open-set perception problems are prevalent in many application areas

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household robotics

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robot learning

What are current limitations and challenges in open-set robot perception?
Will closed-set limitations be overcome by massively scaling up training data for foundation models, or is that not sufficient for the open-set problem?
Are open-set problems addressed differently in different robotic application areas? What can we learn from other domains? Why are there differences?
How can we mirror the limitations experienced in the field into better open-set perception benchmarks?

Robots are envisioned to perform complex tasks in cluttered households, continuously changing plantations, hardly perceivable ocean floors, or entirely unexplored other planets. The key to acting in such surroundings and understanding them is to possess a robust sense of (visual) perception. However, most robot perception methods today rely on the closed-set assumption, which contradicts the open-set world they have to interact with. Most environments are constantly changing with previously unknown classes (e.g. relatively new e-scooters do not appear in many datasets). For planetary exploration, the closed-set assumption is in itself rather problematic since one tries to search for the unknown. Robust autonomous systems must be resilient and adaptable: They need to detect open-set samples and leverage these unknown instances for continual improvement and adaptation within the system.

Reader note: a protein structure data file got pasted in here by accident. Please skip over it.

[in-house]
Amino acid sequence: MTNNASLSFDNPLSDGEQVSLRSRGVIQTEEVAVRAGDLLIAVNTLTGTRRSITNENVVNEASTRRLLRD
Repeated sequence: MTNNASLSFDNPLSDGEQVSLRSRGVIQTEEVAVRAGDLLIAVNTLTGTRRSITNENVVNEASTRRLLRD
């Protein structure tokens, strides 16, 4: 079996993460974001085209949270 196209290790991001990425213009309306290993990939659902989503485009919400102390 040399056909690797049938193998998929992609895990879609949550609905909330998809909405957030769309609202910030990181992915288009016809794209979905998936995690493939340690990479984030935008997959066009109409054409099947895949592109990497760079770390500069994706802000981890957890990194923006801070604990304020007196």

Dealing with the open-set problem is now more crucial than ever. Since robots are deployed in more parts even in our day-to-day lives, it is important to guarantee secure functionality. This workshop proposal comes at a time when anybody can buy robots that can easily walk through family homes or greenhouses but still fail to reliably distinguish between a coffee table and a bench. Right now researchers know the architectures that can scale to large closed sets, but what is lacking behind are methods and tools that are able to deal with novel observations that robots make during their deployment. In this context, robotic perception first requires the ability to understand unknown situations. The detection of potentially new information is crucial for a safe interaction but then opens opportunities to adapt the perception on the fly. To this end, we divide the topics into two main groups, namely the Detection of and the Learning from Open-Set Samples.

Talks and Submissions cover:

Detection of Open-Set Samples:

Learning from Open-Set Samples:

Speakers from Diverse Application Areas

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Poster Contributions and Highlight Talks

Call for Posters
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Talks

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Prof. Angela Dai

TU Munich

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Prof. Stefan Williams

University of Sidney

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Prof. Holger Ceasar

TU Delft

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Dr. Dimity Miller

Queensland University of Technology

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Prof. Chris McCool

Uni Bonn

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Prof. Rudolph Triebel

KIT

Organizers

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J. Stephany Berrio Perez

University of Sidney

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Marcus G. Müller

German Aerospace Center (DLR)

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Hermann Blum

Uni Bonn | Lamarr Institute | ETH Zürich

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Maximilian Durner

German Aerospace Center (DLR)

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Marc Pollefeys

ETH Zürich

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Roland Siegwart

ETH Zürich